In this offertory sermonette, John Reid focuses on the events surrounding the birth of Jesus Christ and the visit of the wise men, happening much later. The delegation that appeared before Jesus had to be more than three because it was dangerous to travel . . .
The wise men or magi have been mysterious figures since their appearance 2,000 years ago. Within the Bible's consistent revelation lies clues to their identity.
Ronny Graham, reflecting on the history and circumstances of offerings in the Bible, including the Queen of Sheba's fabulous gift to Solomon, Cain and Abel's respective offerings, and Abraham's offering to Melchizedek, focuses on the most significant offer. . .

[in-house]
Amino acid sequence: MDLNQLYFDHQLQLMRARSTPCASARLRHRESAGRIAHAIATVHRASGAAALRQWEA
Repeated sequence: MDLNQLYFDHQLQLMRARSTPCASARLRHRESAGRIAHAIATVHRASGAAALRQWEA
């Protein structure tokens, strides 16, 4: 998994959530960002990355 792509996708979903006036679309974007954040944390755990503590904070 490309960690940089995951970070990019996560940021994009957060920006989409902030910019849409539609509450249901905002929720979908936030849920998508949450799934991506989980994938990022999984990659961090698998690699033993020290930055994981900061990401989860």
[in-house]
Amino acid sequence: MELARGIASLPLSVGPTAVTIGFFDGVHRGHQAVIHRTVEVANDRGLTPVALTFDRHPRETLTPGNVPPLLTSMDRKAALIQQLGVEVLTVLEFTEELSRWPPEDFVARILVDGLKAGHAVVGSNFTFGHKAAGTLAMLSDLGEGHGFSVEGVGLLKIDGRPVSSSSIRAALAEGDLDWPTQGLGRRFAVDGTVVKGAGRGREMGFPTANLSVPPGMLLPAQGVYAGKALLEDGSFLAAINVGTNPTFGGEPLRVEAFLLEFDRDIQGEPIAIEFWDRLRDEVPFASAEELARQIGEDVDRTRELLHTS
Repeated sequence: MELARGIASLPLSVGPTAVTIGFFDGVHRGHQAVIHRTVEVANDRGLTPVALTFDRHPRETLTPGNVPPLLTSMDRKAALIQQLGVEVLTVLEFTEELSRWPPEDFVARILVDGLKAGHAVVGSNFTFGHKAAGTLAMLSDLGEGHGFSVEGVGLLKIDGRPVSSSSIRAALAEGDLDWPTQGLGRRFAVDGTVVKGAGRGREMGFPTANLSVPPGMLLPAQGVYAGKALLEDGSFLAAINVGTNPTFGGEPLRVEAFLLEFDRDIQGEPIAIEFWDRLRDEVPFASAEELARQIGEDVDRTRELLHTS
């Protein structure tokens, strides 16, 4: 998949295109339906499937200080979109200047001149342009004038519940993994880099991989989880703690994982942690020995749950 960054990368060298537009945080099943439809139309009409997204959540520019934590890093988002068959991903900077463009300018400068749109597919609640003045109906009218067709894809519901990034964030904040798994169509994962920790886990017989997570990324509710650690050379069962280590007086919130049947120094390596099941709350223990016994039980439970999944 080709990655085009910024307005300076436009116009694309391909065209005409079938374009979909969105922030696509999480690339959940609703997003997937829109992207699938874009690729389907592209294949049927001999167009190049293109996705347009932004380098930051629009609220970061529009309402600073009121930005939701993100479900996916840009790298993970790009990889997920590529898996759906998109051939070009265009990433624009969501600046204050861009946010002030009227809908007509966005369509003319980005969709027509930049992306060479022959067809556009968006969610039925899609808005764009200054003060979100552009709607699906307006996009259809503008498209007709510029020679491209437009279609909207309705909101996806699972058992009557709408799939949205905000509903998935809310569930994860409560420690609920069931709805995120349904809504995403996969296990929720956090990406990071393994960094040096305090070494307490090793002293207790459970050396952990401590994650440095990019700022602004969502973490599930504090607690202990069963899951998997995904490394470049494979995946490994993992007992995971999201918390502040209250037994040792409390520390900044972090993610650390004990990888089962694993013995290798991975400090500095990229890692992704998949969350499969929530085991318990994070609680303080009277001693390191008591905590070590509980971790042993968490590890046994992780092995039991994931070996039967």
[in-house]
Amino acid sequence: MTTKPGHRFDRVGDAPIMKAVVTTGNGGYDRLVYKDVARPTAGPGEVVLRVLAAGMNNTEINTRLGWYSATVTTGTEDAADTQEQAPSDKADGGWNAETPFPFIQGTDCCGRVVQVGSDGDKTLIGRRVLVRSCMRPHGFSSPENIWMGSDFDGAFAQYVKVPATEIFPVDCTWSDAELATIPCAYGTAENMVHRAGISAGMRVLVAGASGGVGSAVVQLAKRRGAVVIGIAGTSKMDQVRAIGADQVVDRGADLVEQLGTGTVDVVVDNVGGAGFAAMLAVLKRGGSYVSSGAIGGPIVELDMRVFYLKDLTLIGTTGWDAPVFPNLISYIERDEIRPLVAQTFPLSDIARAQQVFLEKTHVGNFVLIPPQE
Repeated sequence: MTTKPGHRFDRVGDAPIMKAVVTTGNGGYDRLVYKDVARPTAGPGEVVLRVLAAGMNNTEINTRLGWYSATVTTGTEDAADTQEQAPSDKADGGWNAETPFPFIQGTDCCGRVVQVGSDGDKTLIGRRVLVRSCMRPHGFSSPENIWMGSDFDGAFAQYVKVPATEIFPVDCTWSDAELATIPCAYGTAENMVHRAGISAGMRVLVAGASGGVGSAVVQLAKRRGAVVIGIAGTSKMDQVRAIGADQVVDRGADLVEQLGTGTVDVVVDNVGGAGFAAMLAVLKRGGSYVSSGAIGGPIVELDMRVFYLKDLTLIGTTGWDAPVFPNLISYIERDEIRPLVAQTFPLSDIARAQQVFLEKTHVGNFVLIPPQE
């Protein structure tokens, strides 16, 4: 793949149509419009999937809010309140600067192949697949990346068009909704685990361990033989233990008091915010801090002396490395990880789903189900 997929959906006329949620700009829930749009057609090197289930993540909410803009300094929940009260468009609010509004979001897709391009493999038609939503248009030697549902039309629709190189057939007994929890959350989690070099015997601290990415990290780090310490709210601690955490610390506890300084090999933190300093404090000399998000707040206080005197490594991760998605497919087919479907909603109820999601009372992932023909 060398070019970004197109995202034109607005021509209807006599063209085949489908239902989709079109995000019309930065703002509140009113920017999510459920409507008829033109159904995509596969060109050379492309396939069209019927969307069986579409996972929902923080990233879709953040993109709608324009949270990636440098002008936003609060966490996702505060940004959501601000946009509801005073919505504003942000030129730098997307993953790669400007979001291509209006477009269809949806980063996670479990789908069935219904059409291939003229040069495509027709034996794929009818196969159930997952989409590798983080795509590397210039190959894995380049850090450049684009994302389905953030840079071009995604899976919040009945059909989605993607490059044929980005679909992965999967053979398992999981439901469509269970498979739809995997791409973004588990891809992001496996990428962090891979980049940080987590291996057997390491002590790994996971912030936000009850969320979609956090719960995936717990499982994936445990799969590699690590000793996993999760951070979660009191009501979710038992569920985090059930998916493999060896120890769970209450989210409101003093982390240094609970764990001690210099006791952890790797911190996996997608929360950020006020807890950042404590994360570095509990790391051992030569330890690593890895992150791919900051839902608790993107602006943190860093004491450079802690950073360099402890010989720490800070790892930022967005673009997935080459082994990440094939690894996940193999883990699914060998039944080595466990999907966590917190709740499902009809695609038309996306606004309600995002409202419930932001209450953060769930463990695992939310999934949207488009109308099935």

John Ritenbaugh explains that Matthew is part of the synoptic ("seeing together") gospels, largely an embellishment of the more terse outline of basic events found in Mark. Both Matthew and Luke were evidently intended for different audiences, in. . .
After warning against literary junk food, John Ritenbaugh focuses upon the dominant emphasis of Matthew, an ex-government official, who concentrated upon the kingly qualities of Jesus as a descendant of the royal house of David, representing the Lion of Ju. . .
Despite the pagan origins of Christmas being well known, here is still defensiveness when anyone poses questions about the appropriateness of it all.
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